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Daniel Shaw · WordPress & WooCommerce Developer Wellington, New Zealand

👋 Not available for new client work right now!

Codename Gutenberg

The next major release of WordPress—5.0—has long been rumoured to bring a fresh editor experience.

Unfortunately, this will be achieved by breaking compatibility with many existing WordPress themes and plugins. The big question, then: will your WordPress website break with 5.0? The answer is—as with most software-related questions—"it depends…"

Will my WordPress website be affected?

In some way, yes.

In the best-case scenario you'll upgrade to 5.0 and all of your content will be seamlessly migrated to the new editor format, though you will still need to familiarise yourself with a fundamentally different approach to managing content in WordPress. At worst, existing WordPress websites will lose the ability to manage content without remedial work.

While I believe it's safe to assume widely-used plugins like WooCommerce or Advanced Custom Fields are too big to break and will be updated in time to work seamlessly within the new paradigm, the bottom line is everybody with a WordPress website will almost certainly be impacted in some way.

So, what are my options?

There's still no simple answer to this, something I attribute to ongoing ambiguity around when the switch to the new editor will occur (and, more specifically, the undefined scope of the project in terms of what will ultimately land in 5.0).

Following are the current options I see for negating a poor experience with the new editor. They're not listed in any particular order; rather, each option is suggested as a solution for a particular situation.

1. Never upgrade to WordPress 5.0

Who doesn't enjoy a brute-force approach to solving a problem? Yes, you can avoid the new experience altogether by remaining on the final point release of WordPress 4.9. Security updates will continue to be released and automatically applied for this release, as long as you do not have automatic updates turned off.

Should I choose this option?
This is a good option to consider only if your website is beginning to show its age and you're already considering a rebuild in the near future. If this is the case you may also like to consider option #4 below.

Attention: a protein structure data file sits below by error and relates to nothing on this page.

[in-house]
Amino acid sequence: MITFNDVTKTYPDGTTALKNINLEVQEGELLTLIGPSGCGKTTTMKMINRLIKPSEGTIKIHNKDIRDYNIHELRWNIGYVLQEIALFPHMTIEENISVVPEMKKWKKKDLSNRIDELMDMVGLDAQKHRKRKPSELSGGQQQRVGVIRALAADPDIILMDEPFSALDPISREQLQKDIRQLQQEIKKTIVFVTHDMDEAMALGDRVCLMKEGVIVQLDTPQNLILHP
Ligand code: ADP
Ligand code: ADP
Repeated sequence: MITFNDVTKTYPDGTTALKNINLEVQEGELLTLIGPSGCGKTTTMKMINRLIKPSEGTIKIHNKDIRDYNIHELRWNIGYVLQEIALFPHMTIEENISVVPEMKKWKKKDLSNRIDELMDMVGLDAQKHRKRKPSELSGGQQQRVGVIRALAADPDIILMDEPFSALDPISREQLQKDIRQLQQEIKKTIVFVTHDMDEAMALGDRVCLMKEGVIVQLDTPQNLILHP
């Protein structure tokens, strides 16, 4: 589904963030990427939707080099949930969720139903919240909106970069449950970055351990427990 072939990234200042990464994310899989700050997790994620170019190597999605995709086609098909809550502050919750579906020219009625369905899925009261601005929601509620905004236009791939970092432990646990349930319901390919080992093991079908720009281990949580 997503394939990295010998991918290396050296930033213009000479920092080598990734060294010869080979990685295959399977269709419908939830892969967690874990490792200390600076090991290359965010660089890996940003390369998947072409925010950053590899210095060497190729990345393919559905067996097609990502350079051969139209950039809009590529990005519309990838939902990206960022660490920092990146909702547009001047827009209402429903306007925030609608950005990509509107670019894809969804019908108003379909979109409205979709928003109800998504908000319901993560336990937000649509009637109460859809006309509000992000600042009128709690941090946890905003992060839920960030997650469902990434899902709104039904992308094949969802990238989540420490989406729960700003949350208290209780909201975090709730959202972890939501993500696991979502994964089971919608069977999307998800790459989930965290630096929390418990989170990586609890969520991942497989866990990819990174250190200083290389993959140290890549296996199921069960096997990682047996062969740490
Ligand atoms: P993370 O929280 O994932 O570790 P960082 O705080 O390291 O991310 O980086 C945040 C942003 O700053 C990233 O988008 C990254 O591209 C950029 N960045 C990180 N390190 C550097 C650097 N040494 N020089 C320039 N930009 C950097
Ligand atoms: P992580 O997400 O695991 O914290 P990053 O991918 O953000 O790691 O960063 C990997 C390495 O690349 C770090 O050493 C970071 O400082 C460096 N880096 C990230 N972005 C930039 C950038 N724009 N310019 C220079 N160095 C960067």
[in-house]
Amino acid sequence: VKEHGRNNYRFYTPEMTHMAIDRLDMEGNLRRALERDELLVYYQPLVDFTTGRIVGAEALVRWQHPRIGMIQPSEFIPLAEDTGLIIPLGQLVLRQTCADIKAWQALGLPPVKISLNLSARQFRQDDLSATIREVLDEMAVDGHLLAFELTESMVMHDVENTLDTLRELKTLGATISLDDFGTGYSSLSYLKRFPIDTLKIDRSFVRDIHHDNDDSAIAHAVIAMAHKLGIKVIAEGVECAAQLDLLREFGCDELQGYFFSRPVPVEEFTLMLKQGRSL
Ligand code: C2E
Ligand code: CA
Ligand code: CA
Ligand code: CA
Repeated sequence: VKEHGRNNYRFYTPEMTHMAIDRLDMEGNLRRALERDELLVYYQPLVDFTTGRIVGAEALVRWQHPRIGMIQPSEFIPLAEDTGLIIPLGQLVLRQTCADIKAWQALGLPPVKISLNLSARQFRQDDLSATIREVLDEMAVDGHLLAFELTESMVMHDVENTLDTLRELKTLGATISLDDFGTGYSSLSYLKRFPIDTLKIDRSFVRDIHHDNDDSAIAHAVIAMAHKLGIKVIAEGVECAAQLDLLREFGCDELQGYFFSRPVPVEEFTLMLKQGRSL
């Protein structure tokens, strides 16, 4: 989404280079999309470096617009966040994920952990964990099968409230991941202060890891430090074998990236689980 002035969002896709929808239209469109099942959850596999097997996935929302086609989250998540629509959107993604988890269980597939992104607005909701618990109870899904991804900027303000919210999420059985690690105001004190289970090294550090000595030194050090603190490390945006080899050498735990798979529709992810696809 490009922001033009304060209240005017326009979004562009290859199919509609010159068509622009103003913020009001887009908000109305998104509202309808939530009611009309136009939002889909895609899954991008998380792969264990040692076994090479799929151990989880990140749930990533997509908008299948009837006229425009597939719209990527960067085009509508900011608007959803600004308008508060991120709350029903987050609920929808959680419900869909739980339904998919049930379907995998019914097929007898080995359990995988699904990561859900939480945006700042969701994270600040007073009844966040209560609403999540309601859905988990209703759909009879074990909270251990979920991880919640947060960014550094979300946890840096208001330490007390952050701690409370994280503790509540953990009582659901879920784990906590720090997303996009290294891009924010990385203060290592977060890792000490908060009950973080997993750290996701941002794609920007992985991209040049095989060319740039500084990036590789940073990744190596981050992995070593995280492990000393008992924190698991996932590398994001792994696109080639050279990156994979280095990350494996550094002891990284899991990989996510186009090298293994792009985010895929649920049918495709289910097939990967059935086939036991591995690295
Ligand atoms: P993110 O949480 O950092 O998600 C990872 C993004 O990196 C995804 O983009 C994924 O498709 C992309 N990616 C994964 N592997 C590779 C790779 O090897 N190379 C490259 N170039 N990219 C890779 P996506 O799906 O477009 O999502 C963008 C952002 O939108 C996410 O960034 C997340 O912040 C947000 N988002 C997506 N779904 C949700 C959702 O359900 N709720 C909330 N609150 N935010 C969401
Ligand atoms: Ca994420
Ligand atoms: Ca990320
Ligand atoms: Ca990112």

2. Install the Classic Editor plugin

A plugin called Classic Editor has been released to remove the new editor experience from WordPress 5.0. It will effectively disable the new editor experience and reinstate the old one. Unfortunately, this option should not be considered a long-term solution as it will only be supported "for a little while" (from a comment by Matt Mullenweg, co-founder of WordPress).

Should I choose this option?
This is a good option to consider if you plan to embrace the new editor but find you need a little more time to ensure your website is ready to transition.

3. Install the Gutenberg plugin now

The new editor experience is currently being developed under the name "Gutenberg", and a plugin by this name is available right now: Gutenberg.

Should I choose this option?
Installing the Gutenberg plugin will allow you to test your existing WordPress website immediately to ensure you are ready to transition. It's important to note the plugin is still in active development and liable to change, meaning any remedial work may be ongoing.

4. Consider something other than WordPress

An event like this can often be a good time to pause and reassess: have your requirements changed since you first launched your WordPress website? Compared with many other solutions that have emerged in the past couple of years, WordPress is no longer necessarily a solid default choice for ensuring investment in your digital presence will persist for the next five years.

“But you recommended WordPress!”

A lot of WordPress developers—myself included since May 2017—have been actively testing the progress of the new editor via the Gutenberg plugin. During this time I've considered what is a fair approach to dealing with any remedial work on client websites that is necessitated by the new editor.

Here's what I've decided: I'll ensure your WordPress website will continue to work without a hitch and free of charge as long as you meet either of the following conditions.

  • I recommended WordPress to you as a solution (i.e. you did not explicitly request WordPress be used for your project).
  • You have an existing maintenance contract.

If you do not meet either condition I may still be available to manage any difficulty your WordPress website experiences, though this will be on a case-by-case basis.